Clothing as identity
In the context of modern fashion, so too is the trickle-down effect readily apparent; from the blossoming of now-infamous fashion houses such as Chanel, Gucci and Balenciaga in the early twentieth century, motifs and styles conceptualized by executives and designers slowly but surely find its way into common department stores, and eventually into our very own wardrobes. At the same time, however, various counter-cultures thrived throughout the twentieth century; from the hippie movement of 1960s America with colorful bell-bottom pants, tie-dyed garments and moccasins (Pendergast, 2004), to the British punk rock movement from the 1970s to 1980s with spiky mohawks, leather jackets and boots (Hannon, 2010), these subcultures had a distinct anti-establishment philosophy, which rejected prevailing social (including fashion) norms.
Image 3: UK punks circa 1980s and hippies circa 1960s
History also sheds more light regarding the contexts of these movements – the hippies rejected established institutions, criticized middle class values, opposed nuclear weapons and the US-Vietnam war, and embraced aspects of Eastern philosophy (Oldmeadow, 2004), while the punks embraced a wide array of views such as anti-authoritarianism, a DIY ethic, non-corporatism, veganism and in some cases even anarchism (Glasper, 2004).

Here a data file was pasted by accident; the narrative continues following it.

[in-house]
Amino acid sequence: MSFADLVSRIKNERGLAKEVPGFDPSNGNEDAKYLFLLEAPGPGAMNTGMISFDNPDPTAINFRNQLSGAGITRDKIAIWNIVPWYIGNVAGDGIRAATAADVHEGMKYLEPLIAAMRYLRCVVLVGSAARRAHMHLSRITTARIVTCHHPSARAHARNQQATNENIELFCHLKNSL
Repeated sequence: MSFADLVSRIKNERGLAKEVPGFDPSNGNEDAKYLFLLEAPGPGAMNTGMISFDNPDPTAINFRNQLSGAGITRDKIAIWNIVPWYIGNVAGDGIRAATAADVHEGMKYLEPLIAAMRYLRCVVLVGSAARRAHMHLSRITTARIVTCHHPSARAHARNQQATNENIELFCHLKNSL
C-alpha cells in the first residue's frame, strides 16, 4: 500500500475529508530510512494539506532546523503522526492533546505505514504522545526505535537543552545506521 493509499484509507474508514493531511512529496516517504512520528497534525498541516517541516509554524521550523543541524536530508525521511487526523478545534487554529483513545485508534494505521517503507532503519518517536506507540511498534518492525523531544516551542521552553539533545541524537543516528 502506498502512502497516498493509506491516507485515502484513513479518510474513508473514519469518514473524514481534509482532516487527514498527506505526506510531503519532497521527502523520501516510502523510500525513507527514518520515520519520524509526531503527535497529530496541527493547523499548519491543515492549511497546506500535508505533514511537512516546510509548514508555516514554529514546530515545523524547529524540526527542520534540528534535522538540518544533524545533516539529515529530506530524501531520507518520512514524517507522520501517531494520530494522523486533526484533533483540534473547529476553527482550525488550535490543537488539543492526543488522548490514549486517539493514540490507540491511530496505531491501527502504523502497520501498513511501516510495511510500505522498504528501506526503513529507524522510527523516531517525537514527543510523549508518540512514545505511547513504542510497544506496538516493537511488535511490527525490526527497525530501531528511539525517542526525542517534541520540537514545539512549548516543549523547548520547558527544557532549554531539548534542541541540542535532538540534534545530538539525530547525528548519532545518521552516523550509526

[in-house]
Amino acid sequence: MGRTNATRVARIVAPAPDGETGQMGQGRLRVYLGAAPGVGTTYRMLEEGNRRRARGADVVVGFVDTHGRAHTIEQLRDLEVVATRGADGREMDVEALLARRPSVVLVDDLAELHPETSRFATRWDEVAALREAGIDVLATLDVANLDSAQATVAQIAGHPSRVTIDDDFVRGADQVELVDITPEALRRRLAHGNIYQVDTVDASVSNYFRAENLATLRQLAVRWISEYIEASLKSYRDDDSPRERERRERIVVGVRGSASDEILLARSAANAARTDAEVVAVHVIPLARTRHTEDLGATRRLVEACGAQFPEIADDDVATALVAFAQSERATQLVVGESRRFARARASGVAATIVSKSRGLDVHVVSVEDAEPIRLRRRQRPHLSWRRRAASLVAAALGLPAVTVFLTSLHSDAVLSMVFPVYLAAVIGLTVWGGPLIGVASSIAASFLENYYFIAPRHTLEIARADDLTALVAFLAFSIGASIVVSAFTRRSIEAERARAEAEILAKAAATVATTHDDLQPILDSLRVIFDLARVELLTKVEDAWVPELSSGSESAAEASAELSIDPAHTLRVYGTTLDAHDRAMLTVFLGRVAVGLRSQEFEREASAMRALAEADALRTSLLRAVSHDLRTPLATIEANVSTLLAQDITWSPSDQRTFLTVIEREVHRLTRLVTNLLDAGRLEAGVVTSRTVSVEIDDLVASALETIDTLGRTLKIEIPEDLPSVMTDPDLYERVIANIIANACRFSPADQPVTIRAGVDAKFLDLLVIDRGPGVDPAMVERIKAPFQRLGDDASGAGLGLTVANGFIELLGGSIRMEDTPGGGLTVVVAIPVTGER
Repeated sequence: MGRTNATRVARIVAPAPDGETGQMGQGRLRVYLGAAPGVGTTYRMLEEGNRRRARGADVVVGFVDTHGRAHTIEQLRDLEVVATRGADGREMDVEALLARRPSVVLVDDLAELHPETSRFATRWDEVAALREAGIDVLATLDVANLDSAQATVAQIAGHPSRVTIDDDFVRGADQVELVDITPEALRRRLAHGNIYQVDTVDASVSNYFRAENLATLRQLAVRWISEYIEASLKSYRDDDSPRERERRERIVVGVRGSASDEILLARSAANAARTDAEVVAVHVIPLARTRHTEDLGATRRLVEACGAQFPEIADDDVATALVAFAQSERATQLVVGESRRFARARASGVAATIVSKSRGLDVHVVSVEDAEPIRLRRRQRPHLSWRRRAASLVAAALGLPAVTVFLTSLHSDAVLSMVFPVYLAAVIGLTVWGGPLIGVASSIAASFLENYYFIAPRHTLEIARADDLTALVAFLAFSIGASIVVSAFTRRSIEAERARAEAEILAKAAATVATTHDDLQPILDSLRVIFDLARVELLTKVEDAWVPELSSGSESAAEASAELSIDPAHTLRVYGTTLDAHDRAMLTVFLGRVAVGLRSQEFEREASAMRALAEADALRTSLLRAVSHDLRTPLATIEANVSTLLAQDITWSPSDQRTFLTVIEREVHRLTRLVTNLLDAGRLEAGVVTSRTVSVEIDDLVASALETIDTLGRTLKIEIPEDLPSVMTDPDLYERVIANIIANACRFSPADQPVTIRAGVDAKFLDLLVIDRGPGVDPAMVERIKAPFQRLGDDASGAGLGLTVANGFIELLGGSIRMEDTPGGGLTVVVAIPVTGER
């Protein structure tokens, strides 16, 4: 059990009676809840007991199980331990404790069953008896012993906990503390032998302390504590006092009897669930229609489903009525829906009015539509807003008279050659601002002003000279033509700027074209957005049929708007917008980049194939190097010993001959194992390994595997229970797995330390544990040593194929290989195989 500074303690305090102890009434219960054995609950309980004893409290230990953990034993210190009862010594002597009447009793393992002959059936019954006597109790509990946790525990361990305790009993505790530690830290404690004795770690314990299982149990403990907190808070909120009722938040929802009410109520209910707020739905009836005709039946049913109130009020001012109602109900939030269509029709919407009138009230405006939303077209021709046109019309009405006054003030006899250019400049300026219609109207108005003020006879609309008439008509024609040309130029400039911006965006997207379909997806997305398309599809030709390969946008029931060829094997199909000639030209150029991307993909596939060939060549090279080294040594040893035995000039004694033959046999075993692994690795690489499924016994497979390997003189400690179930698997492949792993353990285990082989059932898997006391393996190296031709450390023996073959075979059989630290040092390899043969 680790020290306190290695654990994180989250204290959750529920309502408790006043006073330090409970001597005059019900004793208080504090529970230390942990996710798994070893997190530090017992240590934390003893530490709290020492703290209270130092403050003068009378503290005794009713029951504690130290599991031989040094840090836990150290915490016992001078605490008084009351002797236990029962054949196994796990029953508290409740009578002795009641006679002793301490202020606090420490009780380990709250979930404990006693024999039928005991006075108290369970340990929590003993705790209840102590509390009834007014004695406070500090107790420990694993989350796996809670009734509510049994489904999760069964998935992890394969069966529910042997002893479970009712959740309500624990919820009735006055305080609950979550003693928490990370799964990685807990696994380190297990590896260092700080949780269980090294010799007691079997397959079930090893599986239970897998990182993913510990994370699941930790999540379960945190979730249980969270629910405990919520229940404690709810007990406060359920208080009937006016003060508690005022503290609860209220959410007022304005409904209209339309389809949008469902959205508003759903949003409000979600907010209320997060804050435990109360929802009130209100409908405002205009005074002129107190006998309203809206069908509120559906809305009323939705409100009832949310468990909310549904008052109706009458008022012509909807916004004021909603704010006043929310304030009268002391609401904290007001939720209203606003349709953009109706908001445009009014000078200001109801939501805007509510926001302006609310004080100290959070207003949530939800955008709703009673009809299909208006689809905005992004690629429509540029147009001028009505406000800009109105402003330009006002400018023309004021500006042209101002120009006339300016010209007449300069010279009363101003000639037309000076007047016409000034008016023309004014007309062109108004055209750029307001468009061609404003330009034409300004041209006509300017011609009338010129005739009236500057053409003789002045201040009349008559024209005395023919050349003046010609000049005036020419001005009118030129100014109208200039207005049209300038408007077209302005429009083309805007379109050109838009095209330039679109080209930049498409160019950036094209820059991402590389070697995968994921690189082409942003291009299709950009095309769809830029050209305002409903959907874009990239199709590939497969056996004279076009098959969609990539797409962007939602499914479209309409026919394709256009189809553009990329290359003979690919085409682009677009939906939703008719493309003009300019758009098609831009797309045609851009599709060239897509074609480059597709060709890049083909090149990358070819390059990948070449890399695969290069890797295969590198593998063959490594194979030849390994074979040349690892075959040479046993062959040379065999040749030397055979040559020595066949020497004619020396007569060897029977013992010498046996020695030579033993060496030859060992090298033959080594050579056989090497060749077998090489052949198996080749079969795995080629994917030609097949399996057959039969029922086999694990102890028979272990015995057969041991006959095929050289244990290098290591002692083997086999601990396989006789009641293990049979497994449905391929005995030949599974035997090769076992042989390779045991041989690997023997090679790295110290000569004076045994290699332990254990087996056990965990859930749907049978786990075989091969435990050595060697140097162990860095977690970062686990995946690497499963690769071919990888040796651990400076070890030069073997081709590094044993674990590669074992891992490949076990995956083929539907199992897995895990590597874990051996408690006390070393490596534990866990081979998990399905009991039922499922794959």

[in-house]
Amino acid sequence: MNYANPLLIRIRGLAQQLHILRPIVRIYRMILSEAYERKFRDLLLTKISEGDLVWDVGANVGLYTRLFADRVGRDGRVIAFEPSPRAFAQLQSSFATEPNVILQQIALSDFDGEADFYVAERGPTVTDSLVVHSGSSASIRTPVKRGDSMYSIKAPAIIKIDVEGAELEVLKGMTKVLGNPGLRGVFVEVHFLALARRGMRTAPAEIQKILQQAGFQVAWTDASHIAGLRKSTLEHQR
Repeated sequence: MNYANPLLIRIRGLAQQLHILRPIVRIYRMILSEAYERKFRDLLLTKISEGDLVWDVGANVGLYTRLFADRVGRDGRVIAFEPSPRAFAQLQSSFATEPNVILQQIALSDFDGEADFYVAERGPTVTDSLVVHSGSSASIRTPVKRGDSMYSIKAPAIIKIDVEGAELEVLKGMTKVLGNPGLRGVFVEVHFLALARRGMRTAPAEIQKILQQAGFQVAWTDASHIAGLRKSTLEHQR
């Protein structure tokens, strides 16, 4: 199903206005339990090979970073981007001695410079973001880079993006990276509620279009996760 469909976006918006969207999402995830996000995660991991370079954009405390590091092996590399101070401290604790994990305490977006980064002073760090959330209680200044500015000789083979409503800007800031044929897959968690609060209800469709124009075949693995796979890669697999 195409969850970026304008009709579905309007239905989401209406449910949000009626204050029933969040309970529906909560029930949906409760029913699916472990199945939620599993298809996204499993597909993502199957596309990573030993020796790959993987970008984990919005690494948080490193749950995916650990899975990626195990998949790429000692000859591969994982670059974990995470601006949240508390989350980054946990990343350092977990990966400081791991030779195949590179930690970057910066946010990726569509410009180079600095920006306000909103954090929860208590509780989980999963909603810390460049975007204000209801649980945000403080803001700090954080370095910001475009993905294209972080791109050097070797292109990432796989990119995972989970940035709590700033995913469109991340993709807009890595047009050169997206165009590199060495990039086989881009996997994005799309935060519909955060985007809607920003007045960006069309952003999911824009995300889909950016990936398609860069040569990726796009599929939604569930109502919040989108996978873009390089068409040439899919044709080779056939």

How streetwear restyled the world
Max Suriaganda, founder of streetwear consignment brand Footurama , narrates that streetwear as it is understood today grew out of the urban surf and skate subcultures of California and Harlem, New York. Shawn Stussy, founder of now-renowned streetwear brand Stussy, first catered his products towards surfers in California with t-shirt designs taking inspiration from the DIY aesthetic of punk, and later hip-hop cultures (Sande, 2005). Stussy eventually adopted a philosophy which became the main characteristic of modern streetwear: exclusivity, by, as he explains it, “taking a multi-faceted, subculturally diverse, Southern California lifestyle-based t-shirt brand and mimicking the limited feel of a high-end luxury brand”. Max Suriaganda concludes that streetwear is ultimately about “relevance” – to this day, brands such as Supreme and Stussy are still relevant to their (respectively) skate and surf backgrounds.
Image 4:Skaters in the 90s